This little story was published as an ebook exclusive to tie-in with the imminent (3rd March) release of Singh’s first book in the new Guild Hunter series, Angel’s Blood. Being the completist kind of person that I am, of course I bought it and read it. Now I’m waiting for the actual book to arrive.
Ashwini is a Guild Hunter. In this alternative Earth, that means she tracks down rogue vampires to return to their masters, the angels. Ash has tracked Cajun vampire Janvier three times so far, but he has always managed to fix his problems before she gets a chance to capture him. Now, she finds herself asking him for help as she gets caught up in a dispute between two vampire factions that their ruling angel wants resolved without getting involved himself.
This is only a little story, introducing the set-up of the world Singh has created. She has already proved herself an excellent world-builder with her Psy/Changeling series and it looks like she is going to have done it again with this series. Here we find out that angels are powerful and intimidating creatures who inspire fear rather than awe and like to play often malicious games. Whatever the background of these angels, they are not the ones of religious lore in our world – or not Western Christian lore anyway. I don’t know enough about other religions to comment on those. In this novella, we learn that the angel in it, Nazarach, is 700 years old. The implication is that other angels are older, but in terms of the history of the world, that’s still not all that old. It makes me wonder where the angels came from. I am hoping that as the series and the world develop we’ll learn more.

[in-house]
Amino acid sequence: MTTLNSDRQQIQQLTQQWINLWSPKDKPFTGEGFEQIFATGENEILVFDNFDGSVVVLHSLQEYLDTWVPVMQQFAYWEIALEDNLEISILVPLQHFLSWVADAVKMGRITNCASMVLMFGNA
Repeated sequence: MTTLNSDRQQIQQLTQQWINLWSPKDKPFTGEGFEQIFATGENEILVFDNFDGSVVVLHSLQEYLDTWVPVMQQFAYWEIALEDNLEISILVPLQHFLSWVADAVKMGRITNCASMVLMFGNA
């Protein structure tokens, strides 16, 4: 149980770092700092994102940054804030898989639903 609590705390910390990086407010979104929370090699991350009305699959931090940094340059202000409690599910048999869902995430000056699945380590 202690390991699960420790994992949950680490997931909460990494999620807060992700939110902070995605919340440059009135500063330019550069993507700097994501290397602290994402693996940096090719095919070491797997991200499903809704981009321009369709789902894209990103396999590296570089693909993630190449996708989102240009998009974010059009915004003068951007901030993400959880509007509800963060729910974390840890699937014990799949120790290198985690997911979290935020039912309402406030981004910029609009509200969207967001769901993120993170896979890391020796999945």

Humans petition the angels to be Made into vampires and only a few are accepted. Vampires offer the angels their first 100 years in service and the hunters track down those that break their contracts. It seems that century is rarely pleasant, but the indication so far (and it’s a small sample of one short story and the first three chapters of Angel’s Blood that I’ve read) is that vampires come in a variety of types, probably indicative of who and what they were in life. Certainly, Janiver is an appealing character, if clearly far from perfect. I enjoyed him in this story and I can certainly understand why Ash is attracted to him. The other vampires in the story range from mean to petulant, and petty to scheming. Discovering whether there will be more like Janiver or if he’s an aberration will have to wait on the full series.
Ash is a well-rounded character, intact with a harsh past that is explained in a few moment’s of Ash’s remembrance rather than expounded on in detail, which is perfect for this kind of story. Kudos to Singh for having faith in her own story-telling ability (which she has already proved is excellent) rather than belabouring the point. In a pleasant change from many stories, Ash has already made a certain kind of peace with her past and chose to accept she isn’t exactly ordinary. She has made a virtue of her differences and if some things (like meeting an angel whose very house as well as his person is seeped in the pain caused by his past actions) are difficult to manage, she finds a way to do it.
I honestly don’t know if this is the idea start for Singh’s new series. I think it helped me to have already read the teaser chapters of Angel’s Blood, but it is certainly a good little story and well worth reading. All the same, coming from that Western Christian background I mentioned earlier, I find the concept of angels that are all about pain and power and cruelty a little uncomfortable. How well Singh makes it work for me is still to be discovered. I guess Angel’s Blood will be the true test, although those first three chapters suggest its angel may be an exception rather than the rule.
Guild Hunter short story
- Angel’s Pawn
- Angel’s Blood (March 2009)